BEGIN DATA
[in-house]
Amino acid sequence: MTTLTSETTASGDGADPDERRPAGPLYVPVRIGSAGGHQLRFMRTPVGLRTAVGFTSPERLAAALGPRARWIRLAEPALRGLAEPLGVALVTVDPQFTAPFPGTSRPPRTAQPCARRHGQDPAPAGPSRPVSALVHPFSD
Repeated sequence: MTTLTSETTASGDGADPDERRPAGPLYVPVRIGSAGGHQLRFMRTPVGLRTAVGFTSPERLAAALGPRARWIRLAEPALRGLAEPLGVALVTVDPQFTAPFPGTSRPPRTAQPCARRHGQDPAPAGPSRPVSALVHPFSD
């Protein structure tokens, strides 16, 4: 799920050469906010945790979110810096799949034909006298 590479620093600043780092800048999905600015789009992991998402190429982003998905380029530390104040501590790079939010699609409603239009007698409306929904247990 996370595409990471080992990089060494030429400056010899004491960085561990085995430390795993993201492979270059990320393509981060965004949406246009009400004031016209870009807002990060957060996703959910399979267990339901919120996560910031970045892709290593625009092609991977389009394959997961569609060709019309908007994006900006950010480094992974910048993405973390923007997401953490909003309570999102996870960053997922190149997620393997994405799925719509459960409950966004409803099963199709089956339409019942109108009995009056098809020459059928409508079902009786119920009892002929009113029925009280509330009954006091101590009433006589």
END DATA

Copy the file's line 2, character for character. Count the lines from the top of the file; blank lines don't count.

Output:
Amino acid sequence: MTTLTSETTASGDGADPDERRPAGPLYVPVRIGSAGGHQLRFMRTPVGLRTAVGFTSPERLAAALGPRARWIRLAEPALRGLAEPLGVALVTVDPQFTAPFPGTSRPPRTAQPCARRHGQDPAPAGPSRPVSALVHPFSD